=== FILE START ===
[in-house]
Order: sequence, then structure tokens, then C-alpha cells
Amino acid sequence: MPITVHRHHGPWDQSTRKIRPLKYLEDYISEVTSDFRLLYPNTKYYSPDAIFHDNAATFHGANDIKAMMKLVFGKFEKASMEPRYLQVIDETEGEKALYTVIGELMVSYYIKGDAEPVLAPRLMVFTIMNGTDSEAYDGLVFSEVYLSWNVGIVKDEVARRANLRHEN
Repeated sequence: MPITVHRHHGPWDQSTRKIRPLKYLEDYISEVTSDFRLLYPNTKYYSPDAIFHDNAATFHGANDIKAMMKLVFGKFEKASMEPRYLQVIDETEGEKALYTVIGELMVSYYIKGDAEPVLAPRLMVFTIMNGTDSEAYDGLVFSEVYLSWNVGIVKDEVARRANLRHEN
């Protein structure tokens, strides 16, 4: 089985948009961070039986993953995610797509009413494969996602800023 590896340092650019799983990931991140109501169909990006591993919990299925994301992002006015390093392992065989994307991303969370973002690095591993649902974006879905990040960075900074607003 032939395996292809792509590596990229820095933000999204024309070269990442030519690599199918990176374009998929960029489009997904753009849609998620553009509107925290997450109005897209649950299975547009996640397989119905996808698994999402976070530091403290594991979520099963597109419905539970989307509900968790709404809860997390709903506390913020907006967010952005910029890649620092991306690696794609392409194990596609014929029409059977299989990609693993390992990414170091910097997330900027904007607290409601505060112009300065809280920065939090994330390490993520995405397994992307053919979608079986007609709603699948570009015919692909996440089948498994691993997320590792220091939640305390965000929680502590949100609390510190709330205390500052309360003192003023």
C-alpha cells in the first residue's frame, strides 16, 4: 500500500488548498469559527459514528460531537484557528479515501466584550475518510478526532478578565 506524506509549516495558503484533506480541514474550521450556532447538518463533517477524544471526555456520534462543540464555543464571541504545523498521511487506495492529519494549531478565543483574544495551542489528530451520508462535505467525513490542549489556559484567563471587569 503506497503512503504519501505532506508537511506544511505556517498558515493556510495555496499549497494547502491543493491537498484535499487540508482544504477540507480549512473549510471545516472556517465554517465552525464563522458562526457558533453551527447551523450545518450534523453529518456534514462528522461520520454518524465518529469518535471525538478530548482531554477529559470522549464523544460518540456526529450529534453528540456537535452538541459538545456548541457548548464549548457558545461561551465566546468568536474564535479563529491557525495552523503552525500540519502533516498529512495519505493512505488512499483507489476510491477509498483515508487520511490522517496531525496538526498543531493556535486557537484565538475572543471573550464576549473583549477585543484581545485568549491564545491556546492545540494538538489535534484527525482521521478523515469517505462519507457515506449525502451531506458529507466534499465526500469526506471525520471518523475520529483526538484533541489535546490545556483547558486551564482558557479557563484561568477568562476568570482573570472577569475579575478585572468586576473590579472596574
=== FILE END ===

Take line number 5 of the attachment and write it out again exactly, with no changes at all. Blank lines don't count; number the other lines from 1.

């Protein structure tokens, strides 16, 4: 089985948009961070039986993953995610797509009413494969996602800023 590896340092650019799983990931991140109501169909990006591993919990299925994301992002006015390093392992065989994307991303969370973002690095591993649902974006879905990040960075900074607003 032939395996292809792509590596990229820095933000999204024309070269990442030519690599199918990176374009998929960029489009997904753009849609998620553009509107925290997450109005897209649950299975547009996640397989119905996808698994999402976070530091403290594991979520099963597109419905539970989307509900968790709404809860997390709903506390913020907006967010952005910029890649620092991306690696794609392409194990596609014929029409059977299989990609693993390992990414170091910097997330900027904007607290409601505060112009300065809280920065939090994330390490993520995405397994992307053919979608079986007609709603699948570009015919692909996440089948498994691993997320590792220091939640305390965000929680502590949100609390510190709330205390500052309360003192003023």